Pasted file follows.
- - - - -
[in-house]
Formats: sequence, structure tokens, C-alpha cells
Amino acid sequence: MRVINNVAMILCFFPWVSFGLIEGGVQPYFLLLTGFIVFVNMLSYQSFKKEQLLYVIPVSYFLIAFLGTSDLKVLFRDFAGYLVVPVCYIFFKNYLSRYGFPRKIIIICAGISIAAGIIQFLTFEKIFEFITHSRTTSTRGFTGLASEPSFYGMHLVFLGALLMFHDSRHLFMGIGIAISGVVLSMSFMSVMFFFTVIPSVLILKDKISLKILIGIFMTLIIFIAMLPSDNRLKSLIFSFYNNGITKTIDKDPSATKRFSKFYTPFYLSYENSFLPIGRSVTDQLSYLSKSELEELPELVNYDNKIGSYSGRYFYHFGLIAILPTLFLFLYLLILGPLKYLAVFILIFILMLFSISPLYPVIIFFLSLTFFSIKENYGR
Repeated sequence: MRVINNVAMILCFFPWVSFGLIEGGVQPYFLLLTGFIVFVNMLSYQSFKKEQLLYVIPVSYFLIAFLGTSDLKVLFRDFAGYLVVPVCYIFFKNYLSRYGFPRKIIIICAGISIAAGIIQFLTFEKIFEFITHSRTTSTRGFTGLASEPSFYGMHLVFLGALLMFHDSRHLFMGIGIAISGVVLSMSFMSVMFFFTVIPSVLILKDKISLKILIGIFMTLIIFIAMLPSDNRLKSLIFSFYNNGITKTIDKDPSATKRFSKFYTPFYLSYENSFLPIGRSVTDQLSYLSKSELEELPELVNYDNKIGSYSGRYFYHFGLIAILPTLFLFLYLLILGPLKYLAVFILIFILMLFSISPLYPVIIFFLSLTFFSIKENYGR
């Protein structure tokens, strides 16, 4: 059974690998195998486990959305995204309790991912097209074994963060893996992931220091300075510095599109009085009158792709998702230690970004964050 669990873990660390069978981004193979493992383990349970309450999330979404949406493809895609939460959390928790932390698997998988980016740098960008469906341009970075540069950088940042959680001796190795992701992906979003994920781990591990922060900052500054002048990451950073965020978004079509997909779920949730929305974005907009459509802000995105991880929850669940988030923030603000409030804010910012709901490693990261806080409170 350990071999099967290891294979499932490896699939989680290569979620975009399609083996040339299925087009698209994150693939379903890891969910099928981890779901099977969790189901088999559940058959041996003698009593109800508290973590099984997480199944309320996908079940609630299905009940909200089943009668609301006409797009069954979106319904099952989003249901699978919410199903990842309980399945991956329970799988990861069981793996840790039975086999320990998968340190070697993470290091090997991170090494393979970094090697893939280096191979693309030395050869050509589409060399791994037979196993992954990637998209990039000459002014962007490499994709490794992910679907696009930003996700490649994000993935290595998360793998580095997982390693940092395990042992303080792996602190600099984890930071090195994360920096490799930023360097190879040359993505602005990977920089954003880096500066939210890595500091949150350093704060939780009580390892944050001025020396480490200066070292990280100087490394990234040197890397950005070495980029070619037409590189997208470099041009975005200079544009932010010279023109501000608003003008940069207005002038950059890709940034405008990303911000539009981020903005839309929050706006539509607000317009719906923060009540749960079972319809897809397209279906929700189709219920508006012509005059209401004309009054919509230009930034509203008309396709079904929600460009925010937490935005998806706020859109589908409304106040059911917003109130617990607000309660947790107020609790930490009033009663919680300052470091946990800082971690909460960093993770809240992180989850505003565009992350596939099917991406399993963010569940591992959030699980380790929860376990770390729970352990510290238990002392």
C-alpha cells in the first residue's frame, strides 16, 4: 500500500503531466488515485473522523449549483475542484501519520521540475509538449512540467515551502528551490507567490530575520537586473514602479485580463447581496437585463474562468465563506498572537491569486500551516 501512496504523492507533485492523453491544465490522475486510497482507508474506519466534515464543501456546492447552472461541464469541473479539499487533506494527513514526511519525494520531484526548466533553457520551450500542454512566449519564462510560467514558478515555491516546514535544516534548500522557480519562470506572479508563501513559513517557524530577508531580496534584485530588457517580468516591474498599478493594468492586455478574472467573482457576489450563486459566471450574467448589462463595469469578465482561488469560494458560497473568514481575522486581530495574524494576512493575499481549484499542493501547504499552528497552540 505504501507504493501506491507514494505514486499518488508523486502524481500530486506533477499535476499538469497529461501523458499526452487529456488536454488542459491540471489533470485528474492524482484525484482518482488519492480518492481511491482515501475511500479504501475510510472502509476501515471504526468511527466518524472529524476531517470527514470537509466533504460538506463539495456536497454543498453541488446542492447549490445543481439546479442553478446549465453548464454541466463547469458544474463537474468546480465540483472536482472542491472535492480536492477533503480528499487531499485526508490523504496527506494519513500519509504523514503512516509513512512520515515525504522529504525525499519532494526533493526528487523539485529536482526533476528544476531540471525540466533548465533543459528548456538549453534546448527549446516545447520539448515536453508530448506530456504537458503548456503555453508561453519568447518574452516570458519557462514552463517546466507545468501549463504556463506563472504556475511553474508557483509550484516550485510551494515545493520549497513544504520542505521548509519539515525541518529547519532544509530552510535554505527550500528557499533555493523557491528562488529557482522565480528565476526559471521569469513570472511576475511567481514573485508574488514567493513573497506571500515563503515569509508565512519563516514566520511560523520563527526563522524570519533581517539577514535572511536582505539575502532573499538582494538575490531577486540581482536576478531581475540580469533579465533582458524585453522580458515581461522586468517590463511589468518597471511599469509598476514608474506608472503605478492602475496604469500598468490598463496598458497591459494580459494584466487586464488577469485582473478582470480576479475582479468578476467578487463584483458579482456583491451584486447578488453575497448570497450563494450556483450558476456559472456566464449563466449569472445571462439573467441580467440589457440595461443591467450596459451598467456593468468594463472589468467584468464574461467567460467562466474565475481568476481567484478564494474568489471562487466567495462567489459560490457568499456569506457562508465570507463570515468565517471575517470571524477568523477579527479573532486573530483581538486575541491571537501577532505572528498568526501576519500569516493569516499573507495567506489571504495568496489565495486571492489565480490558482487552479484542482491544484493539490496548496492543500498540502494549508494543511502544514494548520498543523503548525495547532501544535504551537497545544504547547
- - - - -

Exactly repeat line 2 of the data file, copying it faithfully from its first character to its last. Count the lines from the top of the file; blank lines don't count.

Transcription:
Formats: sequence, structure tokens, C-alpha cells